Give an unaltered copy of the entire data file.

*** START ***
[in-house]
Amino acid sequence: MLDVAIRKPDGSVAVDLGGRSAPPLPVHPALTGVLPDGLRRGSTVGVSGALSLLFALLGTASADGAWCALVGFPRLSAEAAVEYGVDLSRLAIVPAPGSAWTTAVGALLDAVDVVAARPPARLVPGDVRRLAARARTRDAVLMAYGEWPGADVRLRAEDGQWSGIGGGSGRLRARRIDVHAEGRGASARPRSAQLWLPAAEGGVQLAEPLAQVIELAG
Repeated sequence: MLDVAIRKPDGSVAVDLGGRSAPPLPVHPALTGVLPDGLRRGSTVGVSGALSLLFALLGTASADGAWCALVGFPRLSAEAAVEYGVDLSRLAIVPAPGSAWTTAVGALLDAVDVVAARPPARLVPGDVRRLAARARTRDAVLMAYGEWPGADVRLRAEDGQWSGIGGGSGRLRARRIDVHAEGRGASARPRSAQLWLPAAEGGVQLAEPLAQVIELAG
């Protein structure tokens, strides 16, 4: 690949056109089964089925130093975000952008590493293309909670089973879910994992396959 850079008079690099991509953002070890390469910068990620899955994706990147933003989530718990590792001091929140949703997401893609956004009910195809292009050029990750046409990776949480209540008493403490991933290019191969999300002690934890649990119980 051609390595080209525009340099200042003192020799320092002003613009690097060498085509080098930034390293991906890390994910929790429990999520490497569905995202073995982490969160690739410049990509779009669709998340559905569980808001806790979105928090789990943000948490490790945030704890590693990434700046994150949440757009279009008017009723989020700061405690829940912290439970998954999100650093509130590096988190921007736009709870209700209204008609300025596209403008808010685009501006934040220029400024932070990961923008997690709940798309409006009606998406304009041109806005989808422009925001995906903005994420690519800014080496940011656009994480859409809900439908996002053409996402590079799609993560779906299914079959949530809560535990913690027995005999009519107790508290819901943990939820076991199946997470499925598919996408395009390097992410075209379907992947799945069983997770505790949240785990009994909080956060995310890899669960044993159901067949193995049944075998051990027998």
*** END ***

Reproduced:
[in-house]
Amino acid sequence: MLDVAIRKPDGSVAVDLGGRSAPPLPVHPALTGVLPDGLRRGSTVGVSGALSLLFALLGTASADGAWCALVGFPRLSAEAAVEYGVDLSRLAIVPAPGSAWTTAVGALLDAVDVVAARPPARLVPGDVRRLAARARTRDAVLMAYGEWPGADVRLRAEDGQWSGIGGGSGRLRARRIDVHAEGRGASARPRSAQLWLPAAEGGVQLAEPLAQVIELAG
Repeated sequence: MLDVAIRKPDGSVAVDLGGRSAPPLPVHPALTGVLPDGLRRGSTVGVSGALSLLFALLGTASADGAWCALVGFPRLSAEAAVEYGVDLSRLAIVPAPGSAWTTAVGALLDAVDVVAARPPARLVPGDVRRLAARARTRDAVLMAYGEWPGADVRLRAEDGQWSGIGGGSGRLRARRIDVHAEGRGASARPRSAQLWLPAAEGGVQLAEPLAQVIELAG
């Protein structure tokens, strides 16, 4: 690949056109089964089925130093975000952008590493293309909670089973879910994992396959 850079008079690099991509953002070890390469910068990620899955994706990147933003989530718990590792001091929140949703997401893609956004009910195809292009050029990750046409990776949480209540008493403490991933290019191969999300002690934890649990119980 051609390595080209525009340099200042003192020799320092002003613009690097060498085509080098930034390293991906890390994910929790429990999520490497569905995202073995982490969160690739410049990509779009669709998340559905569980808001806790979105928090789990943000948490490790945030704890590693990434700046994150949440757009279009008017009723989020700061405690829940912290439970998954999100650093509130590096988190921007736009709870209700209204008609300025596209403008808010685009501006934040220029400024932070990961923008997690709940798309409006009606998406304009041109806005989808422009925001995906903005994420690519800014080496940011656009994480859409809900439908996002053409996402590079799609993560779906299914079959949530809560535990913690027995005999009519107790508290819901943990939820076991199946997470499925598919996408395009390097992410075209379907992947799945069983997770505790949240785990009994909080956060995310890899669960044993159901067949193995049944075998051990027998």